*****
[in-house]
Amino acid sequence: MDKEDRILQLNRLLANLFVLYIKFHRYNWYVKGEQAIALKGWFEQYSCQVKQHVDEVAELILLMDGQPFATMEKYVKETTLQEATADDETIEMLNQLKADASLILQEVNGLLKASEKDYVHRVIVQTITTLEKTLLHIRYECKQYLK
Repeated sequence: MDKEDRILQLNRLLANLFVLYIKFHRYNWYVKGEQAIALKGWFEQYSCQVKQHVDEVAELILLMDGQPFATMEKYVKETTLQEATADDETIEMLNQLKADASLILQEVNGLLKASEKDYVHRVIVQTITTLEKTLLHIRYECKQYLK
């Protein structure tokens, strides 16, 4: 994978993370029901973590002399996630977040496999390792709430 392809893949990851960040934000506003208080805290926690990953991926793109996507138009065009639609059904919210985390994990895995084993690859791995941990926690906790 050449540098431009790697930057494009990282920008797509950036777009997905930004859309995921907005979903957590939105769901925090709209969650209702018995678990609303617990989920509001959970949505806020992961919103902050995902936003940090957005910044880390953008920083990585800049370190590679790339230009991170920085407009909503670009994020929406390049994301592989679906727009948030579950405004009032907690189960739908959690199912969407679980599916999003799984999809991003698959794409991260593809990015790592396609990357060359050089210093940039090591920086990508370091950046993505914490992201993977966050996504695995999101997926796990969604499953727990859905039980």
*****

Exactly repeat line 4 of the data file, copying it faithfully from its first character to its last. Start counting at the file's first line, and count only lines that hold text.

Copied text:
């Protein structure tokens, strides 16, 4: 994978993370029901973590002399996630977040496999390792709430 392809893949990851960040934000506003208080805290926690990953991926793109996507138009065009639609059904919210985390994990895995084993690859791995941990926690906790 050449540098431009790697930057494009990282920008797509950036777009997905930004859309995921907005979903957590939105769901925090709209969650209702018995678990609303617990989920509001959970949505806020992961919103902050995902936003940090957005910044880390953008920083990585800049370190590679790339230009991170920085407009909503670009994020929406390049994301592989679906727009948030579950405004009032907690189960739908959690199912969407679980599916999003799984999809991003698959794409991260593809990015790592396609990357060359050089210093940039090591920086990508370091950046993505914490992201993977966050996504695995999101997926796990969604499953727990859905039980």